The art of the company profile
If you didn’t read Bloomberg Businessweek’s profile of Hewlett-Packard and CEO Meg Whitman last week, you should. It’s an interesting, well-written look at the company going through some troubles, and an excellent example of the profile.
Here’s an excerpt:
Things are challenging at HP — more, perhaps, than at any time in its history. Customers are buying less of two of HP’s most important products — PCs and printers — while the company has amassed debt and laid out billions on acquisitions that haven’t worked out. Wall Street analysts have kicked off the New Year by saying that Whitman ought to break up the company. Since August 2010 the company has lost 70 percent of its share price and close to $68 billion in value. Despite being a component of the Dow, HP currently is worth $29 billion, half a billion or so less than Carnival Cruise Lines (CCL), which has roughly one-ninth the revenue. “You just wonder how HP can possibly fall so far so fast,” says William George, a professor at Harvard Business School and board member of ExxonMobil (XOM), Goldman Sachs (GS), and the Mayo Clinic. “You look at HP’s share price and think, ‘Are you kidding me? That’s all it’s worth?’ ”
It’s true that HP has a collection of now commoditized businesses such as PCs, servers, and printers, and that its products look dated in some areas. But many of these businesses remain cash machines, with HP generating more than $12 billion in operating income a year. The disarray at the top of the org chart, though, has just been too much. “This is one of the great corporate destructions of all time,” says George. “They will continue drifting and disappointing their shareholders unless they’re ready to make some really hard decisions.”
Whitman says she’ll make them, but needs time to really change things. “Five years,” she says. “Some people don’t like that answer.”
The story then goes on to recount the previous leaders and their struggles to turn the company around. First, there was Carly Fiorina:
The roots of HP’s decline go back at least to the 1990s. Carly Fiorina, Mark Hurd’s predecessor and the first outsider hired for the CEO job, spent her tenure doing away with what she saw as stodgy management principles baked into HP’s DNA—such as an abhorrence of large-scale layoffs—that were slowing it down. In 1999, HP sold Agilent Technologies (A), the electronic instruments division closest to HP’s roots.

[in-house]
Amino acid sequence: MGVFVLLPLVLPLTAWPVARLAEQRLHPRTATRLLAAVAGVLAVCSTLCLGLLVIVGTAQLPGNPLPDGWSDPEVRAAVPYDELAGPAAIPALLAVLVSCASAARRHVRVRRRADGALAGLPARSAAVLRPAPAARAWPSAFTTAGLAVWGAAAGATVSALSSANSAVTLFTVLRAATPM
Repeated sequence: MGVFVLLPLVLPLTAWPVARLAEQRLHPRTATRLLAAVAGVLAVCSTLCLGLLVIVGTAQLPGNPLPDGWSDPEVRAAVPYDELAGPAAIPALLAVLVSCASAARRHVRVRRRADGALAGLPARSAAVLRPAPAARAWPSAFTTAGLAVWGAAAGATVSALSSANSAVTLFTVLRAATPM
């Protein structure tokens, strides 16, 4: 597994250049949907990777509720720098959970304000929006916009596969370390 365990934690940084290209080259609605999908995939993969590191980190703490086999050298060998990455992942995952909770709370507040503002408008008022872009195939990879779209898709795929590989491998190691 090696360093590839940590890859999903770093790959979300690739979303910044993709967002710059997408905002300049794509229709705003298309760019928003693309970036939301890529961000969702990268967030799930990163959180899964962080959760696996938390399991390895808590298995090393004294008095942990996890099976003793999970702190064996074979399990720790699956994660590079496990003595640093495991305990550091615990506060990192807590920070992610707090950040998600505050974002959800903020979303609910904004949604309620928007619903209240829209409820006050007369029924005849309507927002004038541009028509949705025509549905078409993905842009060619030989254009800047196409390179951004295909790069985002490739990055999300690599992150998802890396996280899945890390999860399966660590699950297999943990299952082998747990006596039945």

Fiorina’s board leaked information and she was responsible for several high-profile acquisitions, the articles says. Then came Hurd, who again tried to change the culture:
Any request for outside consultants had to pass Hurd’s desk. HP went from spending about $100 million a year on firms such as McKinsey and Bain & Co. to almost nothing. A yearly bonus system got broken up into quarters; employees who were used to sharing a bonus pool were now meticulously and frequently ranked and rewarded based on their achievements. Hurd called for the lowest 10 percent of performers to be fired each year. He also had all the company’s executives interviewed and then analyzed by Heidrick & Struggles (HSII), an executive recruiting and talent evaluation firm, and personally reviewed the assessments.
The story then goes on to chronicle new board members and Whitman’s time at the helm of the company. It’s well researched, thorough and interesting. But Businessweek also posted a sidebar with more details about Whitman and her thoughts on Windows 8. It also again calls her to task for some shortcomings.
“Listen, Windows 8 did not appear to grow the market,” Whitman says. “But we are in early days, and the magnitude of the user-interface change and features were substantial. We have to stick with this. I am a believer. We are going to continue to invest in this platform. Whenever you do something of this magnitude in this kind of environment, you have to stick with it.”
One thing HP has not stuck with is any kind of coherent smartphone strategy. Back before smartphones became the must-have gadgets, HP actually had a booming iPaq smartphone business and dominated the market. Since then, the company let its own devices languish, bought Palm to try and revive them, and then shut Palm down about 18 months later, following lackluster product sales. During our talk, Whitman reiterated her stance that HP has to have a smartphone—eventually.
Together the two stories outline some of the problems and issues HP continues to work through. It’s a must-read for anyone thinking of investing in the company or trying to better understand the technology landscape.
It’s also a fair and balanced piece of work.